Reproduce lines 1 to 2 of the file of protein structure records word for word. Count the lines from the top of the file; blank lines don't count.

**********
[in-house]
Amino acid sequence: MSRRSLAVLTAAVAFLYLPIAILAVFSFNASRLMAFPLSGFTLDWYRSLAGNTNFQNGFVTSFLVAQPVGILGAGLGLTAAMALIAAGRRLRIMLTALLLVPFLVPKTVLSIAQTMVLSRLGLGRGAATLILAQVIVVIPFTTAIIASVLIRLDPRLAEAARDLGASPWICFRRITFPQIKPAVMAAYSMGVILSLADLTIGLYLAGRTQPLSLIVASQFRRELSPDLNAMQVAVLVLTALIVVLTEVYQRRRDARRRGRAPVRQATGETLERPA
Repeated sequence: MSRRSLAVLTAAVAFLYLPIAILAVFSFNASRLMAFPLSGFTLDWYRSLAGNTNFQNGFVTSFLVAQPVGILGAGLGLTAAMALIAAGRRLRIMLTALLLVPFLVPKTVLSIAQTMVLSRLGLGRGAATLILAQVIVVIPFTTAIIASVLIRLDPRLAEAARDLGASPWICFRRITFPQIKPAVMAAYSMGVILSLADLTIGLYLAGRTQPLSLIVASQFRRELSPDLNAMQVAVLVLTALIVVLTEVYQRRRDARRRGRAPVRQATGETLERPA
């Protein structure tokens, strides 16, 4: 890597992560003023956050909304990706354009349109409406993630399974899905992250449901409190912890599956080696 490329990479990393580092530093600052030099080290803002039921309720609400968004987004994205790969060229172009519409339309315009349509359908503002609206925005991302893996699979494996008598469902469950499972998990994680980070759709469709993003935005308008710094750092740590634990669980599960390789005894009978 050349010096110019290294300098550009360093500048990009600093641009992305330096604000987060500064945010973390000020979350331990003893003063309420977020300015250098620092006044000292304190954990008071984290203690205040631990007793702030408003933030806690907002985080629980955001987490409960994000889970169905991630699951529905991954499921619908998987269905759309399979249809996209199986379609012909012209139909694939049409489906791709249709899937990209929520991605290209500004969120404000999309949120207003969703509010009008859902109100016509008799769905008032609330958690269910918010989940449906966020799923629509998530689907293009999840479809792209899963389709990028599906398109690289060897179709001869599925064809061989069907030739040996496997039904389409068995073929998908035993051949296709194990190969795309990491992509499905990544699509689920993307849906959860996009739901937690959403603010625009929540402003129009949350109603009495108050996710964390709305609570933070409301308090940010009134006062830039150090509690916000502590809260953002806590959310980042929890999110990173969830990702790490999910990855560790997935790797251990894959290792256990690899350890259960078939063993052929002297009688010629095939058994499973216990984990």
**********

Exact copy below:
[in-house]
Amino acid sequence: MSRRSLAVLTAAVAFLYLPIAILAVFSFNASRLMAFPLSGFTLDWYRSLAGNTNFQNGFVTSFLVAQPVGILGAGLGLTAAMALIAAGRRLRIMLTALLLVPFLVPKTVLSIAQTMVLSRLGLGRGAATLILAQVIVVIPFTTAIIASVLIRLDPRLAEAARDLGASPWICFRRITFPQIKPAVMAAYSMGVILSLADLTIGLYLAGRTQPLSLIVASQFRRELSPDLNAMQVAVLVLTALIVVLTEVYQRRRDARRRGRAPVRQATGETLERPA